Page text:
Hay fever symptoms vary in severity and your symptoms may be worse some years than others, depending on the weather conditions and the pollen count. Your symptoms may start at different times of the year, depending on which types of pollen you are allergic to.
The symptoms of hay fever include:
runny or blocked nose
itchy, red or watery eyes (also known as allergic conjunctivitis)
an itchy throat, mouth, nose and ears
Less commonly, you may experience:
the loss of your sense of smell
facial pain (caused by blocked sinuses)
While symptoms of hay fever may be mild, they can interfere with your sleep and your daily activities at school or work.
Hay fever and asthma
If you have asthma, your asthma symptoms may get worse when you have hay fever. Sometimes, asthma symptoms only occur when you have hay fever.
These symptoms include:
shortness of breath
Hay fever symptoms are likely to be worse if the pollen count is high. The pollen count is the number of grains of pollen in one cubic metre of air.
Air samples are collected in traps set on buildings two or three storeys high. Taking samples from this height gives a better indication of the pollen in the air.
Traps on the ground would only collect pollen from nearby trees and plants.
The air is sucked into the trap and the grains of pollen are collected on either sticky tape or microscope slides (glass plates). The pollen is then counted. Samples are normally taken every two hours, and usually the results are averaged over a 24-hour period.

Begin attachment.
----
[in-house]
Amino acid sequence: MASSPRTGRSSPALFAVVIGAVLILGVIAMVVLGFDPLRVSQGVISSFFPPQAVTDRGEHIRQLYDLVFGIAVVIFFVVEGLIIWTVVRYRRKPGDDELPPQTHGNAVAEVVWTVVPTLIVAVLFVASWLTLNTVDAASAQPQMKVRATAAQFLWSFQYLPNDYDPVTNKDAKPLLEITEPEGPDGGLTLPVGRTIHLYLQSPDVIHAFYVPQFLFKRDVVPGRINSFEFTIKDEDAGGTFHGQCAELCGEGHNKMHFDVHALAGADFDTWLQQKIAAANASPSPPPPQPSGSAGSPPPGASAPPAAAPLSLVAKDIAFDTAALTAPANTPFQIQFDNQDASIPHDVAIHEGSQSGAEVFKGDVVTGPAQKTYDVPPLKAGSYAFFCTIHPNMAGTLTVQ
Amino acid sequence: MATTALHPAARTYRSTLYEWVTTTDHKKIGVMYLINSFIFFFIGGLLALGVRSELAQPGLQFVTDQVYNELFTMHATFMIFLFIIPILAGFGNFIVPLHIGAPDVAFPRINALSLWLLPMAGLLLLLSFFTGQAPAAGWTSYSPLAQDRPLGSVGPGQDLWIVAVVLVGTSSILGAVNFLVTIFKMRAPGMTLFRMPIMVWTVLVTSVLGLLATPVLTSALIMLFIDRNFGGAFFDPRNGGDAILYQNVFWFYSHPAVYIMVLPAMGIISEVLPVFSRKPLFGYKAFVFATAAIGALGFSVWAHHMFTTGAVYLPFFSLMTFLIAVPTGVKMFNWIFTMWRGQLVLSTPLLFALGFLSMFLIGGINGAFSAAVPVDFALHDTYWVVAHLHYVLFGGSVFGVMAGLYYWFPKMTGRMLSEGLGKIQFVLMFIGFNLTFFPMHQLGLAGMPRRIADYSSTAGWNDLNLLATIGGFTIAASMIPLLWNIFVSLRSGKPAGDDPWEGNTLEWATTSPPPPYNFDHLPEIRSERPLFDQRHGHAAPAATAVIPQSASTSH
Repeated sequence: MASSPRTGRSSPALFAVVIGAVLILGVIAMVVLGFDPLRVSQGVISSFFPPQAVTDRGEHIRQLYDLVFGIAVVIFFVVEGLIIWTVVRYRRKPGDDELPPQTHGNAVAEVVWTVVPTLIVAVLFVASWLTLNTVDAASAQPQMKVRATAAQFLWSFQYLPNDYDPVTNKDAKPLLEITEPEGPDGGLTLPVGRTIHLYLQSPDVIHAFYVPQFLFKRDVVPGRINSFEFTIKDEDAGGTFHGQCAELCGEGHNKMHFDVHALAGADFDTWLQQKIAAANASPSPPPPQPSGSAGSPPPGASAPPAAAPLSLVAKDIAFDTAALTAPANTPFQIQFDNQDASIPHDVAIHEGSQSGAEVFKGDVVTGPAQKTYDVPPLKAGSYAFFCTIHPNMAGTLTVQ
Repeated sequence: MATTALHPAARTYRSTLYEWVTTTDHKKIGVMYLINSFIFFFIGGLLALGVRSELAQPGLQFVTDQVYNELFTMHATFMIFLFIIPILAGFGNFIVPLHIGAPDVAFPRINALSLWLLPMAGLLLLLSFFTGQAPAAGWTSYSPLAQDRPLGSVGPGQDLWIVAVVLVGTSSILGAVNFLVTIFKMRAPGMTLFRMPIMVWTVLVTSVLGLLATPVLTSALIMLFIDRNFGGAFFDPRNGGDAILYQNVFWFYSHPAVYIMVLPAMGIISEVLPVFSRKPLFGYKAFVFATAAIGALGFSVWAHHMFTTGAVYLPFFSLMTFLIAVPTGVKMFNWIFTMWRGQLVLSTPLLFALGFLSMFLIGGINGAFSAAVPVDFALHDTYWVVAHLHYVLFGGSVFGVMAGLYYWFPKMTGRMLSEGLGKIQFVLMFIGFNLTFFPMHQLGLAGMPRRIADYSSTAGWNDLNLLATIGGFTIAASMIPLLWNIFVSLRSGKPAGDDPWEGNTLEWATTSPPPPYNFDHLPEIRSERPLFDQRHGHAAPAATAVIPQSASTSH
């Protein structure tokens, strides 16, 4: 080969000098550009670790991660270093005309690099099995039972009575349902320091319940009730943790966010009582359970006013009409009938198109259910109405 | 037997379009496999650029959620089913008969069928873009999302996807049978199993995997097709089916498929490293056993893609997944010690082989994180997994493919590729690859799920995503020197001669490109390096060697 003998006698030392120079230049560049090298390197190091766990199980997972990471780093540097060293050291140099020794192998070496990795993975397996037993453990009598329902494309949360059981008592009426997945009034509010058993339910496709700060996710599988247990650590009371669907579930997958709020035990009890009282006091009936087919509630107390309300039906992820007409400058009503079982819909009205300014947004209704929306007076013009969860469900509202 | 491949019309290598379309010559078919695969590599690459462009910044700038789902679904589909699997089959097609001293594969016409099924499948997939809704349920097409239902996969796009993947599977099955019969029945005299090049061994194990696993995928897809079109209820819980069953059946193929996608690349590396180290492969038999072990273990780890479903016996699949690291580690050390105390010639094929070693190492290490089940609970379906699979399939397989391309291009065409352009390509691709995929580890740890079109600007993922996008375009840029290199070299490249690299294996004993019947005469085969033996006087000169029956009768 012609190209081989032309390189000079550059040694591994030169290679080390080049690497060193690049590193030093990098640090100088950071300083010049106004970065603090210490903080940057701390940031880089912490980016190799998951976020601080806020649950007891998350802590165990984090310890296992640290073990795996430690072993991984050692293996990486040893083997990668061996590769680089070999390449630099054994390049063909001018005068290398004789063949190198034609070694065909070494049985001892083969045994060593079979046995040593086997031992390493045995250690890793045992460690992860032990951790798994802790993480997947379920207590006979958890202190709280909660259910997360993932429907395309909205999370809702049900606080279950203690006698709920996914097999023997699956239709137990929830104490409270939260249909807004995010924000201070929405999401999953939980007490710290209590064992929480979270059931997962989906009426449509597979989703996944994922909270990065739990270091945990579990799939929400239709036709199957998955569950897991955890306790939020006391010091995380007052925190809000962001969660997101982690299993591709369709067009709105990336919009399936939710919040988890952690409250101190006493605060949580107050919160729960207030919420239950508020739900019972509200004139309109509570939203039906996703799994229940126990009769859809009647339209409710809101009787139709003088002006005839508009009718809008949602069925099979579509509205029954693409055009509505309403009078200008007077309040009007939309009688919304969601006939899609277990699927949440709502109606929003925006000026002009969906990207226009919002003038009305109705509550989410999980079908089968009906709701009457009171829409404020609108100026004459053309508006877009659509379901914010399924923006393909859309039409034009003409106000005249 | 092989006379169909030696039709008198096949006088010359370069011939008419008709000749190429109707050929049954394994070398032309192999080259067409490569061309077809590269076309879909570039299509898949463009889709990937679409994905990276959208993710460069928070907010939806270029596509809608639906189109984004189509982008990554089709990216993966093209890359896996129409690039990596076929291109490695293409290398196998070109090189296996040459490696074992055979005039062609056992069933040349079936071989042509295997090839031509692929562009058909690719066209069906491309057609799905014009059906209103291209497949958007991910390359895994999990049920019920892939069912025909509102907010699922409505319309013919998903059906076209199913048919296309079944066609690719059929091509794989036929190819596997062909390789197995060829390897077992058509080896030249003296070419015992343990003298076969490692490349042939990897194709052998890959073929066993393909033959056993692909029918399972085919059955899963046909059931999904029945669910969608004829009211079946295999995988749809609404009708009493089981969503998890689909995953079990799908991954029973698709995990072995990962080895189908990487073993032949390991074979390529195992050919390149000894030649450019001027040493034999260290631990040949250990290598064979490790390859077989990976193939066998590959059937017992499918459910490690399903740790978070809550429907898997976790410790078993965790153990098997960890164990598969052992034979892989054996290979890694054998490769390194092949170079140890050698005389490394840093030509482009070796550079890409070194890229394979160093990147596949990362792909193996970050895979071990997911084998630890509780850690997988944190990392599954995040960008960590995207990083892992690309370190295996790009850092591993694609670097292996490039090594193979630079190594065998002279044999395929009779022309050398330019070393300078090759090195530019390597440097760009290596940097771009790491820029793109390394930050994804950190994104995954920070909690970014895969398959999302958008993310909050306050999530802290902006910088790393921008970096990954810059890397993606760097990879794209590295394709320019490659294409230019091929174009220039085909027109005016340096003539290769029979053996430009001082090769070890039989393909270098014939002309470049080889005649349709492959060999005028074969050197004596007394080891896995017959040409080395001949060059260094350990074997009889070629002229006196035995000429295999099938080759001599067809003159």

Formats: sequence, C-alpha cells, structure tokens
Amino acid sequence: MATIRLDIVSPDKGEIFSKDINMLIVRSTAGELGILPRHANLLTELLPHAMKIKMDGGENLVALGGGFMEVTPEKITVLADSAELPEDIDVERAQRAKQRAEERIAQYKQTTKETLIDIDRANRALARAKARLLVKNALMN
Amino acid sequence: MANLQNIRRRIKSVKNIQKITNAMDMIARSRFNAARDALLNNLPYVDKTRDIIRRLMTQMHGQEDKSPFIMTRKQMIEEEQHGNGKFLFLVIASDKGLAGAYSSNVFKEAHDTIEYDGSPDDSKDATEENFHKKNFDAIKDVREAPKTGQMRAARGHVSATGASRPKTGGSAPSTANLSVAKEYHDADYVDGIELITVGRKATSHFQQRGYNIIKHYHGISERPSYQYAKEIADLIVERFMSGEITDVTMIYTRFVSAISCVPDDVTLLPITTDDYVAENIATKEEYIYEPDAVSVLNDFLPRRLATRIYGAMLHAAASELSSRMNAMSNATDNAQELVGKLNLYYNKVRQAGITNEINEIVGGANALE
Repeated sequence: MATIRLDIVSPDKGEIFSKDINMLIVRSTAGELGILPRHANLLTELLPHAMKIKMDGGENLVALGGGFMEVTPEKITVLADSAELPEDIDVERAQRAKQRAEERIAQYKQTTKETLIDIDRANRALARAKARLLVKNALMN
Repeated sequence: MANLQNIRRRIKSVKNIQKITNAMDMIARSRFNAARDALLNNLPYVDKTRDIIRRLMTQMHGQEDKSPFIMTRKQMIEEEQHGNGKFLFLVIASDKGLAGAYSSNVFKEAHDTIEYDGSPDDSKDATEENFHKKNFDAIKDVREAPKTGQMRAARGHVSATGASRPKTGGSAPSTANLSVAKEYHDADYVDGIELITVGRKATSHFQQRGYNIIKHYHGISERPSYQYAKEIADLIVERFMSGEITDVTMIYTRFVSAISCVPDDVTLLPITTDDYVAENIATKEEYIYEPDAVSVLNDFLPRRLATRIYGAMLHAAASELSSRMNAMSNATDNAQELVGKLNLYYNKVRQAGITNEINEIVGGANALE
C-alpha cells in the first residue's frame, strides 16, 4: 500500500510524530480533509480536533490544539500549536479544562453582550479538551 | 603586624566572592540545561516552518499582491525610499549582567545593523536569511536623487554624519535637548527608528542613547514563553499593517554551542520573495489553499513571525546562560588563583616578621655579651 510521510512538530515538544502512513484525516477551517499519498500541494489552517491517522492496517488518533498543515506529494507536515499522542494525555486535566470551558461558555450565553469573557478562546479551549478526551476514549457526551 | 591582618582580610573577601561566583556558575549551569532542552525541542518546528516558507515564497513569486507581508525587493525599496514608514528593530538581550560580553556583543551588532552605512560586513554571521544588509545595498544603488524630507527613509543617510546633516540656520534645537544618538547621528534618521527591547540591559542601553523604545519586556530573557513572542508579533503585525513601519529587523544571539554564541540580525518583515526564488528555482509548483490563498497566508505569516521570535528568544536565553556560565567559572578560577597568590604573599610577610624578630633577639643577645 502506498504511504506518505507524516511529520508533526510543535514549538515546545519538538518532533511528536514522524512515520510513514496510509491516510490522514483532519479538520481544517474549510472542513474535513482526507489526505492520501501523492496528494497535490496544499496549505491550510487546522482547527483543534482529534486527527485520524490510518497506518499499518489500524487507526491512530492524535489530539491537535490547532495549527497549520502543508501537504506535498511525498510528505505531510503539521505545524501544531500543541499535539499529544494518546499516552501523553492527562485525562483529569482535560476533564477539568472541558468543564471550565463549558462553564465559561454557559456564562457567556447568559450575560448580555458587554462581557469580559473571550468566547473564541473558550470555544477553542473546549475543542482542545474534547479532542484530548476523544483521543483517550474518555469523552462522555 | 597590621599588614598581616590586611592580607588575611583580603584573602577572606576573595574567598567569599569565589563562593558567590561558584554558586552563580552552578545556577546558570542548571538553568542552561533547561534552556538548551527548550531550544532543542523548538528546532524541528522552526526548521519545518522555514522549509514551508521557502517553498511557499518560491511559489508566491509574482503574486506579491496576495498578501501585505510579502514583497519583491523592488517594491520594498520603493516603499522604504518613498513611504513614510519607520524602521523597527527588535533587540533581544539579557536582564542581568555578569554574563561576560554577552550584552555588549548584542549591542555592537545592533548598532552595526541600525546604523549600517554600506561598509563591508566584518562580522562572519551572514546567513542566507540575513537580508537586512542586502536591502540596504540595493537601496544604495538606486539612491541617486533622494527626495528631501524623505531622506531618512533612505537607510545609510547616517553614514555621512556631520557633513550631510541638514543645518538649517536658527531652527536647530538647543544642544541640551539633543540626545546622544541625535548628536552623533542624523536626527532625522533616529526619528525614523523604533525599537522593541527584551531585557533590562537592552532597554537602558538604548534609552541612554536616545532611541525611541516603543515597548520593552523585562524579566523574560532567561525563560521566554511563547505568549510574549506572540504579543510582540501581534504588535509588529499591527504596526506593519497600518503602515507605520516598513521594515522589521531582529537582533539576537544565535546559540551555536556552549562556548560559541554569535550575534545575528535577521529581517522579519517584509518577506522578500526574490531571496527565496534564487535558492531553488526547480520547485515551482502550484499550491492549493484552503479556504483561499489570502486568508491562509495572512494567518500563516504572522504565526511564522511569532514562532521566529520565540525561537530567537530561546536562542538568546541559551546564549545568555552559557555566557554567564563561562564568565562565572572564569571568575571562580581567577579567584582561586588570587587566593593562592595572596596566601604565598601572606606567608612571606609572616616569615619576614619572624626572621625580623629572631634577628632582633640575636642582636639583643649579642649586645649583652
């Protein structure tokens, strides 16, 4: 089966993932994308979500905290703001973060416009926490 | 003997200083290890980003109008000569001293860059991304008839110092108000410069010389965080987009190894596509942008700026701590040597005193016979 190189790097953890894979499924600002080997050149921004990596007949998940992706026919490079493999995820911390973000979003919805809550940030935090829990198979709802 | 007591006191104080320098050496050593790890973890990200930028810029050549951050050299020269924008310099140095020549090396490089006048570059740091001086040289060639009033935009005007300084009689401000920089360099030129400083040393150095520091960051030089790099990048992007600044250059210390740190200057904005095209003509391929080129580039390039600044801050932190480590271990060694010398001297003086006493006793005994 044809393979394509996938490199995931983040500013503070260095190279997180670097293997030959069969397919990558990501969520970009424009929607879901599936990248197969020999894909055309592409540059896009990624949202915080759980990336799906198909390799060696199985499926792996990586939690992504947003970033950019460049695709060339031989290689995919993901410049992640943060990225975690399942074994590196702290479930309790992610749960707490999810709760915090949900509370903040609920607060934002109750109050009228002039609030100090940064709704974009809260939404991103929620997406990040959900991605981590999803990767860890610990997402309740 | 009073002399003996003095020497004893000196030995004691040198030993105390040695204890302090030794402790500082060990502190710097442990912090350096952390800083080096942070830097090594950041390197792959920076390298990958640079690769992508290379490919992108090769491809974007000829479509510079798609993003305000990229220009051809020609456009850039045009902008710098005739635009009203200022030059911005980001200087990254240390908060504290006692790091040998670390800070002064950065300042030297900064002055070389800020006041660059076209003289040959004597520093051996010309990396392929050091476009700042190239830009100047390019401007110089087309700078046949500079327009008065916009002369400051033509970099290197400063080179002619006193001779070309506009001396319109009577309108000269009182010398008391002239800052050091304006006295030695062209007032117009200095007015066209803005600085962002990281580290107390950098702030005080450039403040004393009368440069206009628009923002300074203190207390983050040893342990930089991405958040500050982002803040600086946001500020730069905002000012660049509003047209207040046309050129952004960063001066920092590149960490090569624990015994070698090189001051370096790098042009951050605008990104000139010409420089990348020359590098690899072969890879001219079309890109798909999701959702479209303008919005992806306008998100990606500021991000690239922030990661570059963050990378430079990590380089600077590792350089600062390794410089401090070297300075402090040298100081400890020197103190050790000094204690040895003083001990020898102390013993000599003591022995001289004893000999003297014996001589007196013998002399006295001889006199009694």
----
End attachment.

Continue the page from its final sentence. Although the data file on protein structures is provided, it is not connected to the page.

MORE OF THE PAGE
The pollen forecast is usually given as:
low: fewer than 30 grains of pollen in every cubic metre of air
moderate: 30-49 grains of pollen in every cubic metre of air
high: 50-149 grains of pollen in every cubic metre of air
very high: 150 or more grains of pollen in every cubic metre of air
Hay fever symptoms usually begin when the pollen count is over 50. The pollen count is usually given as part of the weather forecast during the spring and summer months.
When to seek medical advice
Most cases of hay fever can be treated using over-the-counter (OTC) medication.
A pharmacist can advise on treatments for you or your children.
You would normally only need to see your GP if:
You can’t control your symptoms with OTC medications or you are having troublesome side effects caused by the medication.
You are experiencing persistent complications of hay fever, such as worsening of asthma or repeated episodes of sinusitis.
The pattern of your symptoms is unusual; such as occurring during the winter or only at your workplace. It is likely that another substance other than pollen is responsible and further testing will be required to confirm this.